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Focus the New Year on ICD-10 Coding Compliance

Posted on Tuesday, January 3, 2017 3:21 PM

Make your New Year’s resolution ICD-10 coding compliance. Many home health agencies are still having trouble understanding the new coding guidance that came out October 1, 2016, which concerns conditions that can be assumed related without requiring physician documentation of the relationship. These assumed relationships are allowed per ICD-10 Coding Guidelines due to the presence of the coding convention “with” when located as a subterm in the main index or in the code title.

Diabetes ranks number #1 as having the most assumed related conditions, but remember you can only assume when no other cause is stated. Some of the most common assumed relationships with diabetes (when both are documented) include:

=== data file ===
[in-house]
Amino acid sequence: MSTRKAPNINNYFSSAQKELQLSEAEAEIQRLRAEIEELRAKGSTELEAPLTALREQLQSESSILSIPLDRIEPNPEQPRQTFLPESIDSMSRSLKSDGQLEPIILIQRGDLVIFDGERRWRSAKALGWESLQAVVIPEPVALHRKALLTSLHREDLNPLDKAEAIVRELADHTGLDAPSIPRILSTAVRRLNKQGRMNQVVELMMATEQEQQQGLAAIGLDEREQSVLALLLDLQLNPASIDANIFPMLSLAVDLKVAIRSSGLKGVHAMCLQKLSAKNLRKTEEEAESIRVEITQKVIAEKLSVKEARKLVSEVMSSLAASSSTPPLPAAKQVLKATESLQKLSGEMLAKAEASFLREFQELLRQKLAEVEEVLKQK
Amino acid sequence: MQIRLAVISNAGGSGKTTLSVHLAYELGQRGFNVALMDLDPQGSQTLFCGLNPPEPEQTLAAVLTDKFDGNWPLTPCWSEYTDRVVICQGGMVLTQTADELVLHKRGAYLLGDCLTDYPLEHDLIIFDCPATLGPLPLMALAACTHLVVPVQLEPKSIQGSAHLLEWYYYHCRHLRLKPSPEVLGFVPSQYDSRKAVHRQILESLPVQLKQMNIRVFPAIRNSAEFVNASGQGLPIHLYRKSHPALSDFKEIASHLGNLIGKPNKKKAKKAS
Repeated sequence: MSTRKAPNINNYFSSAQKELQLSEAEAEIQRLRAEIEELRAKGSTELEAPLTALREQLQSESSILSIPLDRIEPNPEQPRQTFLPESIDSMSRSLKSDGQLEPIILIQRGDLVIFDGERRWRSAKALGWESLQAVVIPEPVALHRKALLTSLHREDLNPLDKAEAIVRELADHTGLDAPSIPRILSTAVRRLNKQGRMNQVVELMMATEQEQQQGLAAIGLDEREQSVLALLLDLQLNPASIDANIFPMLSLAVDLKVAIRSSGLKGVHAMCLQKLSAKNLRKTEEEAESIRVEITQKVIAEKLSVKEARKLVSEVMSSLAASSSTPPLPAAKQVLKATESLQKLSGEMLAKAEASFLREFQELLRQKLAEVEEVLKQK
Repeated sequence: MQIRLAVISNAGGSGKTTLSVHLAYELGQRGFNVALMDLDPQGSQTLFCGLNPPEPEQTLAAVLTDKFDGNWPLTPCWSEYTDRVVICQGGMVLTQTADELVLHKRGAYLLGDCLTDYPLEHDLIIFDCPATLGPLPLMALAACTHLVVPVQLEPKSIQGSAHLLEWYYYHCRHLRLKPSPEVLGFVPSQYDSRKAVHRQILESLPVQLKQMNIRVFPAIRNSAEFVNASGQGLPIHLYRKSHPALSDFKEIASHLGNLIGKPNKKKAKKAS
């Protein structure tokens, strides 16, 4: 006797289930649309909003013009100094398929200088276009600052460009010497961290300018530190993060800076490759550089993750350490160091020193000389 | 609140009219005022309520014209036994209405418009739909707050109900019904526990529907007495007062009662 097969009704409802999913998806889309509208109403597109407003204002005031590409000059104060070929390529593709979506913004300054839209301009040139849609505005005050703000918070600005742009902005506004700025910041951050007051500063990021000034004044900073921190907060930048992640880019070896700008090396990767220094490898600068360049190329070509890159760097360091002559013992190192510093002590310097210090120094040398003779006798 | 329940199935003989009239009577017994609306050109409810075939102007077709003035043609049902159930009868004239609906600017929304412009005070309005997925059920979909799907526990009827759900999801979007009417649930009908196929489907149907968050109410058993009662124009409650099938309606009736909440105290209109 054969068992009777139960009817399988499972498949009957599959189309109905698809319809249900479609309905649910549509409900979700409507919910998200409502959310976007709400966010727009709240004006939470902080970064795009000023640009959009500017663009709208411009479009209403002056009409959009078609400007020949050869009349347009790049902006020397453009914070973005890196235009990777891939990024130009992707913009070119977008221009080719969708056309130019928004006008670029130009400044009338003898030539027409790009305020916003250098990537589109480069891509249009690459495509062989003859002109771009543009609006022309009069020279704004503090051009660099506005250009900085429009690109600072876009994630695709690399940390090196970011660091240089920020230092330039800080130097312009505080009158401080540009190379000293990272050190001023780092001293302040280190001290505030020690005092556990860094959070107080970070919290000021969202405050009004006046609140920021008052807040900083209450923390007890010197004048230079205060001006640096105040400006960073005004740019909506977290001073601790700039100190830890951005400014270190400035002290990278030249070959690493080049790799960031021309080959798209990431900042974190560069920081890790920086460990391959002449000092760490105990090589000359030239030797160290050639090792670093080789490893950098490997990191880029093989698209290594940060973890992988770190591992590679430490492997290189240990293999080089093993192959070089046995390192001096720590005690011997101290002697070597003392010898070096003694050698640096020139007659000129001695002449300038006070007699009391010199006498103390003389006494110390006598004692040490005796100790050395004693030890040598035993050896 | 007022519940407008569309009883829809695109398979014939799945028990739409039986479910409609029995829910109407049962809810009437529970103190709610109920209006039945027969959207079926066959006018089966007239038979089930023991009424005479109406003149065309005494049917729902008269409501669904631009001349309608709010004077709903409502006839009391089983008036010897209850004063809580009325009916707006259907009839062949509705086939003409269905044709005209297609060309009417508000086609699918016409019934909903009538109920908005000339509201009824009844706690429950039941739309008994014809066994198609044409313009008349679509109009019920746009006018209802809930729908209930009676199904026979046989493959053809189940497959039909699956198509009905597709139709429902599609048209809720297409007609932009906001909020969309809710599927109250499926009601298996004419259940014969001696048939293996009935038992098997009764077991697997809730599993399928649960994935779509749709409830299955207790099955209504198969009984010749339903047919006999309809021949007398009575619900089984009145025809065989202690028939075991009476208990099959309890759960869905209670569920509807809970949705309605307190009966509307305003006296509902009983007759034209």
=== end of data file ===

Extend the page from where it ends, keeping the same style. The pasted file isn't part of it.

• Polyneuropathy/Neuropathy
• Osteomyelitis
• Chronic kidney disease
• Lower extremity ulcers (with no known cause)

Hypertension was always assumed as related to chronic kidney disease (even if another cause was stated). As of October 1, 2016, ICD-10 Coding Guidelines state if the chronic kidney disease is documented as caused by another condition, then we should not code it as related to hypertension. Hypertension is assumed related to heart diseases found from I51.4 – I51.9 when both are present as well as heart failure. When coding hypertensive heart disease, no additional code from I51.4- I51.9 is needed, but do add an additional code to show heart failure when it is present.

These assumption rules are difficult for everyone. For years we were told not to assume, but now we can within limits.

Corridor’s Coding Services offers ICD-10 coding, multi-level OASIS reviews, Clinician documentation review, as well as trends and reporting. Contact us to learn more.

Written by Mary Deakle, BCHH-C, COS-C, Corridor's Senior Manager of Compliance and Education.

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